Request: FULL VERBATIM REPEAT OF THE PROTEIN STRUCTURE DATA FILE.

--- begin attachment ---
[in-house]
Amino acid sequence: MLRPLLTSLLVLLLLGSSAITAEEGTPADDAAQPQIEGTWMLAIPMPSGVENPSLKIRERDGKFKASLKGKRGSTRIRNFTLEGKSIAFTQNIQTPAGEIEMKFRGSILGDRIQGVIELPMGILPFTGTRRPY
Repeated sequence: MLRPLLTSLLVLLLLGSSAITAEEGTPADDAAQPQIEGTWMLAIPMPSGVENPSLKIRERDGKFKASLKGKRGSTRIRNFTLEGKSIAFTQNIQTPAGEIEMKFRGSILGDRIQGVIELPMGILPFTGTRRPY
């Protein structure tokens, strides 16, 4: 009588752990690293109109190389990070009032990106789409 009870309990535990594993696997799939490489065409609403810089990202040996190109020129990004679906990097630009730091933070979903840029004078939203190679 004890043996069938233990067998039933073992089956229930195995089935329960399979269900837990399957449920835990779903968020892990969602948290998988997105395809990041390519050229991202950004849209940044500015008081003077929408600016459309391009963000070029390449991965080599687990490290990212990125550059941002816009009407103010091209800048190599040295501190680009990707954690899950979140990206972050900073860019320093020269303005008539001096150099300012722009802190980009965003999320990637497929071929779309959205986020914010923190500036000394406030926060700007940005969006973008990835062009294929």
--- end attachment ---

[in-house]
Amino acid sequence: MLRPLLTSLLVLLLLGSSAITAEEGTPADDAAQPQIEGTWMLAIPMPSGVENPSLKIRERDGKFKASLKGKRGSTRIRNFTLEGKSIAFTQNIQTPAGEIEMKFRGSILGDRIQGVIELPMGILPFTGTRRPY
Repeated sequence: MLRPLLTSLLVLLLLGSSAITAEEGTPADDAAQPQIEGTWMLAIPMPSGVENPSLKIRERDGKFKASLKGKRGSTRIRNFTLEGKSIAFTQNIQTPAGEIEMKFRGSILGDRIQGVIELPMGILPFTGTRRPY
């Protein structure tokens, strides 16, 4: 009588752990690293109109190389990070009032990106789409 009870309990535990594993696997799939490489065409609403810089990202040996190109020129990004679906990097630009730091933070979903840029004078939203190679 004890043996069938233990067998039933073992089956229930195995089935329960399979269900837990399957449920835990779903968020892990969602948290998988997105395809990041390519050229991202950004849209940044500015008081003077929408600016459309391009963000070029390449991965080599687990490290990212990125550059941002816009009407103010091209800048190599040295501190680009990707954690899950979140990206972050900073860019320093020269303005008539001096150099300012722009802190980009965003999320990637497929071929779309959205986020914010923190500036000394406030926060700007940005969006973008990835062009294929």